In late March, to mitigate the disaster, Congress passed a two-trillion-dollar stimulus package, the CARES Act, which included cash payments to workers, loans to small businesses, and a broadening of the categories of Americans eligible for unemployment assistance. "Our normal system has holes you could drive a truck through," Shierholz said. Yet there were also flaws in the stimulus package, most notably a lack of safeguards, which has allowed federal money to be funnelled to executive bonuses and shareholder revenue instead of workers' salaries. There was also an arbitrary deadline set for July 31st, at which point some provisions will expire. "Pulling back on provisions then, when unemployment is likely to be at least fifteen per cent, is nuts," Shierholz told me. "It's a huge mistake." She hoped that, in the coming months, the government would take more ambitious steps: in the U.K. and Denmark, for example, the state has been directly paying some workers up to eighty and ninety per cent of their salaries, respectively. "I don't say this all the time, but right now we don't have to worry about deficits," Shierholz said. "We'll be better off if we make sure that people have enough money to not go into foreclosure and make their car loans."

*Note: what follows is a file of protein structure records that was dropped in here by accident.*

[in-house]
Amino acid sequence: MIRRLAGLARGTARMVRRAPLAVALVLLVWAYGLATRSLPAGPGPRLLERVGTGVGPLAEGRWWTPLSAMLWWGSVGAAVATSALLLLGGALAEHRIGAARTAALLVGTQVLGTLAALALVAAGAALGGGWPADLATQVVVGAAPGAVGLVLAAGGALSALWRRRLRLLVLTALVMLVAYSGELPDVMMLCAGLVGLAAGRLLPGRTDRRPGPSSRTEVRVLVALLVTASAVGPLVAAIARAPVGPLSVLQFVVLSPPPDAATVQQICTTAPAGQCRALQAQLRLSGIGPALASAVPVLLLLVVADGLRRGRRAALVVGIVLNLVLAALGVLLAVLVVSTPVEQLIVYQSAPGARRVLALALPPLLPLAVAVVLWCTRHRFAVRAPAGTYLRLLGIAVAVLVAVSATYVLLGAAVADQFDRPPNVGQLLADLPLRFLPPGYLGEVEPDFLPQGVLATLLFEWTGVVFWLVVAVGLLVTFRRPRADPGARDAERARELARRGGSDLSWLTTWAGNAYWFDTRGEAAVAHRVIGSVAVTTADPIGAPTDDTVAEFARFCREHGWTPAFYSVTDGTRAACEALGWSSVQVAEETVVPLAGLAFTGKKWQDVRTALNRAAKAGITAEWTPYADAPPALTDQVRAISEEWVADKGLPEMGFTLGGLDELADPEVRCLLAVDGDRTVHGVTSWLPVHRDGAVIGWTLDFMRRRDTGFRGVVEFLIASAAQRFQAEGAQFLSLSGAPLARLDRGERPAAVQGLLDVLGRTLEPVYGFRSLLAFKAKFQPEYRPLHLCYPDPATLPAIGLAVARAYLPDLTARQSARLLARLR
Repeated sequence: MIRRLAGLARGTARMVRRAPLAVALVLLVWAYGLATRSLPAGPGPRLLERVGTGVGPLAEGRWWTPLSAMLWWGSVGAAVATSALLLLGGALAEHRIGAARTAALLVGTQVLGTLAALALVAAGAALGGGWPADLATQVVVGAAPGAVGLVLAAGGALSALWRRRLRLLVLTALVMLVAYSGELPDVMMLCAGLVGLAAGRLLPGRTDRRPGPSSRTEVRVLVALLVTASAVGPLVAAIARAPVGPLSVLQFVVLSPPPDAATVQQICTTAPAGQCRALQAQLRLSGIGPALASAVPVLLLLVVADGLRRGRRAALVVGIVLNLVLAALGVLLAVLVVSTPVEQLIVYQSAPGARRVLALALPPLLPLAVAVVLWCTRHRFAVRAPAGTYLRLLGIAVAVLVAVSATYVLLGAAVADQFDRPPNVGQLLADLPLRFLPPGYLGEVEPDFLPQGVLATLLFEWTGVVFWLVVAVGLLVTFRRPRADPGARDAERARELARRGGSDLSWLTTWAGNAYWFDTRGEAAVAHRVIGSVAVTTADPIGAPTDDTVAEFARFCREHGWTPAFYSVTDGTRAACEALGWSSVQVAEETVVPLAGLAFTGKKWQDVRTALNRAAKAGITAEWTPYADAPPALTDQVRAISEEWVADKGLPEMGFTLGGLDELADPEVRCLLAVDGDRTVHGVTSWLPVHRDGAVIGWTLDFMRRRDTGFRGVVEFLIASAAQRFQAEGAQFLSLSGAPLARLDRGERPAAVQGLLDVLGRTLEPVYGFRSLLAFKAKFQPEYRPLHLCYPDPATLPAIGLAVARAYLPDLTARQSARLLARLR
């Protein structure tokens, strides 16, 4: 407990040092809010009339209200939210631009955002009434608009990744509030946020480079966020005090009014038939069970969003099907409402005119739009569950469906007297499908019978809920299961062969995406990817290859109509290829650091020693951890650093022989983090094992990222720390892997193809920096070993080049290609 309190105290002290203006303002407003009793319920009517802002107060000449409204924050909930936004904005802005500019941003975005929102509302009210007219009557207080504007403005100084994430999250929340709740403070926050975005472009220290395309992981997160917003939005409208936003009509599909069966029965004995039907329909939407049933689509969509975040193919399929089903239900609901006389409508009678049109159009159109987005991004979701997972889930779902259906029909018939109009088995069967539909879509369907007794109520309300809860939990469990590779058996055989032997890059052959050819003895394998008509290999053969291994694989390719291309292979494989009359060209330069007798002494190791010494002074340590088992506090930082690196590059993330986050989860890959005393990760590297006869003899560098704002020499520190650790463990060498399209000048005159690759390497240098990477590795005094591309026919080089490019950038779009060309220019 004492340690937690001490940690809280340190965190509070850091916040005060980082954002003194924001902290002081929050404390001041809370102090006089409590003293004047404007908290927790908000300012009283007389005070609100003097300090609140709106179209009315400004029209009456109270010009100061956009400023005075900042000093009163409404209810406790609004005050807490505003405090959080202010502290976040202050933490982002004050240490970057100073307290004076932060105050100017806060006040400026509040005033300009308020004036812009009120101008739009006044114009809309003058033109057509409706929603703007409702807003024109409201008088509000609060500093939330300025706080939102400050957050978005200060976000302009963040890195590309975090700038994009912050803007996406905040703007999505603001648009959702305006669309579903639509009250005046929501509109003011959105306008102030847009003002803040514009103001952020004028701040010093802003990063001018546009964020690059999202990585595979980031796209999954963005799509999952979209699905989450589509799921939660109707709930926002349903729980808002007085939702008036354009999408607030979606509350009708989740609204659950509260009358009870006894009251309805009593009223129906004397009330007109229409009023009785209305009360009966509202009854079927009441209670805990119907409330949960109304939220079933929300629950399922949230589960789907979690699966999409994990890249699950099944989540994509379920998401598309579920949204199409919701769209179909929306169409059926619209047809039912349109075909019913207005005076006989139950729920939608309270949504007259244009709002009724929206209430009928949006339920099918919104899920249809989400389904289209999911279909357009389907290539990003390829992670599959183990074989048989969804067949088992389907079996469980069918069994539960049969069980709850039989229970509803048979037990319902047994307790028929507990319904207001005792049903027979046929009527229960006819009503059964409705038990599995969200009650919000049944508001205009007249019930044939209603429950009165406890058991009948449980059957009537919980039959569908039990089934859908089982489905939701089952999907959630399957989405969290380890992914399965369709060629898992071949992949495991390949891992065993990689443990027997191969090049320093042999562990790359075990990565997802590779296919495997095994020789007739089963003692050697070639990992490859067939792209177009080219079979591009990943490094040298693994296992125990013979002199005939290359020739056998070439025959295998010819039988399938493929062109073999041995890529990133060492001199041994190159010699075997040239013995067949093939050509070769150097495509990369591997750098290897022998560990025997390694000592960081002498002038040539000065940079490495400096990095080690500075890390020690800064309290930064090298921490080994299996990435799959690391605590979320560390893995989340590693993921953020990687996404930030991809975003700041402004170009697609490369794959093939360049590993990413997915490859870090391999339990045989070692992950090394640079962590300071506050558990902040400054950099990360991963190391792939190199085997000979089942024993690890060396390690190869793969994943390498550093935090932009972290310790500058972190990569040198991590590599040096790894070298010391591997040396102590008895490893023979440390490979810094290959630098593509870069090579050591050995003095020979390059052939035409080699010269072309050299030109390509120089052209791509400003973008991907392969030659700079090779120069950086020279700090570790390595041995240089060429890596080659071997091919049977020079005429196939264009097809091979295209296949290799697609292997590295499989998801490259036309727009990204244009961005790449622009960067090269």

Modi live Passover 2020 show
still funny after Passover--since it didn't happen
Modi is an established headliner at comedy clubs and colleges across the United States and is a regular fixture on the comedy scene in both New York and Los Angeles. His home club is the Comedy Cellar. Modi's background and ability to adapt to a variety of audiences has allowed him to create a niche within the Jewish community, performing for Reform and Orthodox audiences around the world. He performed at the launch party of the late IsraeliastronautIlan Ramon in Houston before takeoff.